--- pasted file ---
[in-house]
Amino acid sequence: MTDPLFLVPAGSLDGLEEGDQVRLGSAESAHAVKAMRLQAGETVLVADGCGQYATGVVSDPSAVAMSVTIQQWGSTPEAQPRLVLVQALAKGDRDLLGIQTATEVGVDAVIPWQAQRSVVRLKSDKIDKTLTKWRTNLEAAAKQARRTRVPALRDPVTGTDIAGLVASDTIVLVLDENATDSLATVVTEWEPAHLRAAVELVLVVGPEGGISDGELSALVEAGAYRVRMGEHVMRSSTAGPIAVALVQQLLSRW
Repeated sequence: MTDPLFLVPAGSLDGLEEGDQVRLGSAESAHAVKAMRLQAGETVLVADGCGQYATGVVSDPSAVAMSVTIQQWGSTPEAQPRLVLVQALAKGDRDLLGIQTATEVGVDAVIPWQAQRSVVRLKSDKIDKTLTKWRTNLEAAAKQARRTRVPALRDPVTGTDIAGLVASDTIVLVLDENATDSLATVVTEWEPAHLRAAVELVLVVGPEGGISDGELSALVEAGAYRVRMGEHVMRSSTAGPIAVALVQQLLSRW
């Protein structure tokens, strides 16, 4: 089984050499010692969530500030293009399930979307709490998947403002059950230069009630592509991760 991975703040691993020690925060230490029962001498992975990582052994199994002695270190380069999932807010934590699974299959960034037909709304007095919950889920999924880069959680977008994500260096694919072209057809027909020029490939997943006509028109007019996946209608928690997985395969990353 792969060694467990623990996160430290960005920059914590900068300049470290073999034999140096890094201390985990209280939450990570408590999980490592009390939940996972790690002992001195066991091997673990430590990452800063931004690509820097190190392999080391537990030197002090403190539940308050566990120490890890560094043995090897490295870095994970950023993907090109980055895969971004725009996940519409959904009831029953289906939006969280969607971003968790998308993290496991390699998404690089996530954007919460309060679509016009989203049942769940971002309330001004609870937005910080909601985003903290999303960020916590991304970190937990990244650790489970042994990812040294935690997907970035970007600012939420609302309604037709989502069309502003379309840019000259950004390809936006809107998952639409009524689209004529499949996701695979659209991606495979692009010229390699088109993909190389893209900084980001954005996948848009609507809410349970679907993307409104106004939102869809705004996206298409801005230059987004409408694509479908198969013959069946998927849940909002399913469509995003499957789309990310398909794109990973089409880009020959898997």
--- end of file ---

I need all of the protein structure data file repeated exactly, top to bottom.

[in-house]
Amino acid sequence: MTDPLFLVPAGSLDGLEEGDQVRLGSAESAHAVKAMRLQAGETVLVADGCGQYATGVVSDPSAVAMSVTIQQWGSTPEAQPRLVLVQALAKGDRDLLGIQTATEVGVDAVIPWQAQRSVVRLKSDKIDKTLTKWRTNLEAAAKQARRTRVPALRDPVTGTDIAGLVASDTIVLVLDENATDSLATVVTEWEPAHLRAAVELVLVVGPEGGISDGELSALVEAGAYRVRMGEHVMRSSTAGPIAVALVQQLLSRW
Repeated sequence: MTDPLFLVPAGSLDGLEEGDQVRLGSAESAHAVKAMRLQAGETVLVADGCGQYATGVVSDPSAVAMSVTIQQWGSTPEAQPRLVLVQALAKGDRDLLGIQTATEVGVDAVIPWQAQRSVVRLKSDKIDKTLTKWRTNLEAAAKQARRTRVPALRDPVTGTDIAGLVASDTIVLVLDENATDSLATVVTEWEPAHLRAAVELVLVVGPEGGISDGELSALVEAGAYRVRMGEHVMRSSTAGPIAVALVQQLLSRW
């Protein structure tokens, strides 16, 4: 089984050499010692969530500030293009399930979307709490998947403002059950230069009630592509991760 991975703040691993020690925060230490029962001498992975990582052994199994002695270190380069999932807010934590699974299959960034037909709304007095919950889920999924880069959680977008994500260096694919072209057809027909020029490939997943006509028109007019996946209608928690997985395969990353 792969060694467990623990996160430290960005920059914590900068300049470290073999034999140096890094201390985990209280939450990570408590999980490592009390939940996972790690002992001195066991091997673990430590990452800063931004690509820097190190392999080391537990030197002090403190539940308050566990120490890890560094043995090897490295870095994970950023993907090109980055895969971004725009996940519409959904009831029953289906939006969280969607971003968790998308993290496991390699998404690089996530954007919460309060679509016009989203049942769940971002309330001004609870937005910080909601985003903290999303960020916590991304970190937990990244650790489970042994990812040294935690997907970035970007600012939420609302309604037709989502069309502003379309840019000259950004390809936006809107998952639409009524689209004529499949996701695979659209991606495979692009010229390699088109993909190389893209900084980001954005996948848009609507809410349970679907993307409104106004939102869809705004996206298409801005230059987004409408694509479908198969013959069946998927849940909002399913469509995003499957789309990310398909794109990973089409880009020959898997």